Culture secretary explains to Brighton how football can return behind closed doors

Brighton and Hove Albion still hope to finish their Premier League campaign behind closed doors.

Thursday, 23rd April 2020, 9:49 am
Updated Thursday, 23rd April 2020, 9:50 am

Culture Secretary Oliver Dowden outlined conditions the Premier League need to meet if football is to return behind closed doors.

The Premier League has been suspended since March 13 due to the Covid-19 outbreak. Albion's last fixture was their 0-0 draw at Wolves on March 7.

Brighton, along with many other Premier League clubs, have expressed their desire to resume and complete the season when and if it is safe to do so.

The Amex Stadium

There is growing acceptance the only way is behind closed doors. Even that however remains far from certain.

Dowden appeared before the Digital, Culture, Media and Sport committee on Wednesday afternoon and disscussed the possibility of the sport resuming without fans.

“I personally have spoken to the Premier League while officials in my department are engaging across all the sports,” he said.

“We've actually had quite productive conversations. This would only be if A: We passed the five tests. B. Could we ensure it was done consistent with the existing measures in place around that time for social distancing C.

"Would we be content that it sent the correct signals?

"We wouldn't want to be sending a signal that life has gone back to normal when we're still asking people to take measures to protect their public health.

“Within that, we've already had productive discussions. We've already engaged, for example, with the Police, Public Health England, local government association, and others, so we are progressing this.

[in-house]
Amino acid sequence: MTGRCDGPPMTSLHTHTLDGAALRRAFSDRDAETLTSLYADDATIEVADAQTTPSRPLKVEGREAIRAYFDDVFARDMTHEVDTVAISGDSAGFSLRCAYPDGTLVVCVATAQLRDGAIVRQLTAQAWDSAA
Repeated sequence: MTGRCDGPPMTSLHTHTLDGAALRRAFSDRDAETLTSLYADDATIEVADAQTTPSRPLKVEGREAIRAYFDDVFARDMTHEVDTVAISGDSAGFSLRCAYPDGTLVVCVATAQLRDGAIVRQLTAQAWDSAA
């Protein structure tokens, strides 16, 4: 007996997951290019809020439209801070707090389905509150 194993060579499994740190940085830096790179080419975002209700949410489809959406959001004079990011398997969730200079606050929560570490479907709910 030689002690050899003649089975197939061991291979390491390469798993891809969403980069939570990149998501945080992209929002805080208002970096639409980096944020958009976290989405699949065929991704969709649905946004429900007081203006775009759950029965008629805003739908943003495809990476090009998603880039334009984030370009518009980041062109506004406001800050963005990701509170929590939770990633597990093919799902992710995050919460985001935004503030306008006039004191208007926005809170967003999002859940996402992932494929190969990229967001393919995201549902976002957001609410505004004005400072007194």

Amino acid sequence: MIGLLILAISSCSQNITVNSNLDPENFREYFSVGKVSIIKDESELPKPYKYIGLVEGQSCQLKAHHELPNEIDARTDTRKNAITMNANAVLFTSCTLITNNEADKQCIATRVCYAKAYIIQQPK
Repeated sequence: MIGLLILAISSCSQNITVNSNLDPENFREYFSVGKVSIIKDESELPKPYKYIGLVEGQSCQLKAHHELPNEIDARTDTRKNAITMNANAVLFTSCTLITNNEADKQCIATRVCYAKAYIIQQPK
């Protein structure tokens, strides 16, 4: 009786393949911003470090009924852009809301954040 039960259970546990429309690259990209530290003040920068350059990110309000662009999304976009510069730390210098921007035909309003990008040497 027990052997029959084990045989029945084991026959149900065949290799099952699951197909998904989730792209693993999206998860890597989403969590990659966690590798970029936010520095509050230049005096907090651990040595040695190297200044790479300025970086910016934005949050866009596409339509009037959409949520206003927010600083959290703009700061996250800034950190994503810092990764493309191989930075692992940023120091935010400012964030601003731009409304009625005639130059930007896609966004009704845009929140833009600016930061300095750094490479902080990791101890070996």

“I really want to get to a point where we have bottomed out. Dealt with all the practicalities of it and then if the wider circumstances permit, we would seek permission through COBRA and others to do it.

“That is not what we are talking about right now but I want to make sure we do all the preparatory work.

Dowden explained the tests that could apply before sport can be contested behind closed doors.

“I think there is the safety of the participants. If you took football and horse racing, for example, it would be quite difficult to have the participants acting in a social distancing way,” he said.

“How would we resolve the social distancing part of it? It's not insurmountable but it's an extra consideration.

“The other extra consideration, in respects, of sports is that it has a much wider cultural significance and public engagement, I would want to make sure that the signals we are sending from that were consistent with the signals we are sending to the public more broadly.

“I think it's sensible to have the engagement, think through it but I have been clear in all the conversations I have had that all of this is without prejudice.

“Let's do the work and we will make the decision at the appropriate point in accordance with the scientific evidence.”

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